And be bold, be wacky, be crazy. This is serious outside-the-box thinking. You can go as crazy as you want with this stuff and then scale it back later. And always….This is a mainly a visual medium, so always be thinking visually. How can we use images to further our goals instead of words? How will that image look on all the different kinds of displays we have? When you were interviewing people, and watching them, what things attracted them? What things did they remember? Remember design for the audience, not for you.

This is the ideation stage of human-centered design, basically. You take all of this stuff, and now you’re going to be able to have something that you can actually take to your content creators and your designers, and they can start to craft digital signage messages and campaigns that you can be very confident, will engage your audience and increase participation.

And now we come to the third stage, which is the Prototyping stage. Prototypes – often when people think of those, they think of an object of some sort, of a machine of some kind. But what we’re talking about is how do we come up with some sort of a rapid prototype in the genre of communications and digital signage messages?

Remember what you’re really looking for…you’re not just, you can’t be just pushing stuff out there to people. You’ve got to get them involved in interacting with it. Interaction’s really what you’re looking for. You want people to interact with your messages. You want them to interact with your calls to action and follow them. You want them to interact with your screens if they’re interactive.

So, one idea is to consider role-playing idealized versions of those interactions after seeing your communications. Like, actually get up and pretend to be the perfect audience member. What will they do? If you’ve got a QR code on a message, obviously the perfect audience member would immediately pull out their phone and use the QR code, and go to a webpage or an intranet page or what have you for further information, which they would be reading as they walked down the hallway. So try that. You and your team do this role-playing.

Then get some of those people you interviewed earlier to walk past just one display with that message on it and see if they respond the same way. Don’t warn them ahead of time. Just say “You’re going to walk by, just like you normally do and do what you would do”. (Or, I suppose, you could just follow them around all day until they happen to walk past it.) But see if they do the same thing.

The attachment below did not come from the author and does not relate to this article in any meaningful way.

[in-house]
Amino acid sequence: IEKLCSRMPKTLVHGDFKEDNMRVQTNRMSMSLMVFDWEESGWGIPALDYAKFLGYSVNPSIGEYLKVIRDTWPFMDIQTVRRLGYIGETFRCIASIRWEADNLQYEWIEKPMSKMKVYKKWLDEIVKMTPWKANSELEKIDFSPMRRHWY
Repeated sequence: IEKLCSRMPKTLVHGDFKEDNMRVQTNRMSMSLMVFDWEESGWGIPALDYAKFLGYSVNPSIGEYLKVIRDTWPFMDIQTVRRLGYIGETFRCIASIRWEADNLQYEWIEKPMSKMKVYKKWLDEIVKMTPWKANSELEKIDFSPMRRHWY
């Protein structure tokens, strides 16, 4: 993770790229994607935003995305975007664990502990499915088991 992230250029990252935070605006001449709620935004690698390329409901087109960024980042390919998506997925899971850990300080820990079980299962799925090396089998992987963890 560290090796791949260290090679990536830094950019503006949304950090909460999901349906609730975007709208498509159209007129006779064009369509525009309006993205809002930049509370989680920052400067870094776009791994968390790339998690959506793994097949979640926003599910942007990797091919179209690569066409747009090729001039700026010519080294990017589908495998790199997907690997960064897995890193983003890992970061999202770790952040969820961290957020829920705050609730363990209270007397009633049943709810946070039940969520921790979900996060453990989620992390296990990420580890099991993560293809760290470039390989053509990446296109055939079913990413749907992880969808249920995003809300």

And you can do this with lots of things. Let’s say you’re trying to come up with a new logo, or a fun new character, Bobby the Light Bulb, who’s going to help people reduce energy usage. Experiment with it. Put him on a hat, put him on a t-shirt. Your designers probably have a couple of different versions. Have your team hand them out for free (make sure they’re really nice material, so people want to wear them) and see how people react. That’s a great way to find out which of these five versions of Bobby the Light Bulb is the one that the audience is going to respond best to. Well, you’ll know if you have five different versions out there in the environment on hats, on t-shirts, on cups, on pens, what have you, and see how people react. Which one do they respond to most?

If you want people to follow a call to action, do they in fact take those correct steps? Is it hard for them to follow that call to action? Then you’ll know what needs adjusting. And then interview them and ask them for their impressions. You’ve got to constantly be having some kind of a feedback system in place, a continuous assessment system. It just needs to be part of the communications culture, if you will, of your organization. That’s what I’m talking about with a prototype.

So, then you do this, you throw that prototype out there, you get that feedback, and then you integrate that feedback into another prototype. Use some of the techniques you’ve used in the earlier stages of this to finetune that message. Use that feedback you’ve got. Choose a select audience of people who are willing to participate. See if you get those idealized responses, or at least closer to them. Are people starting to do what you want them to do? This is all done in sort of small limited things.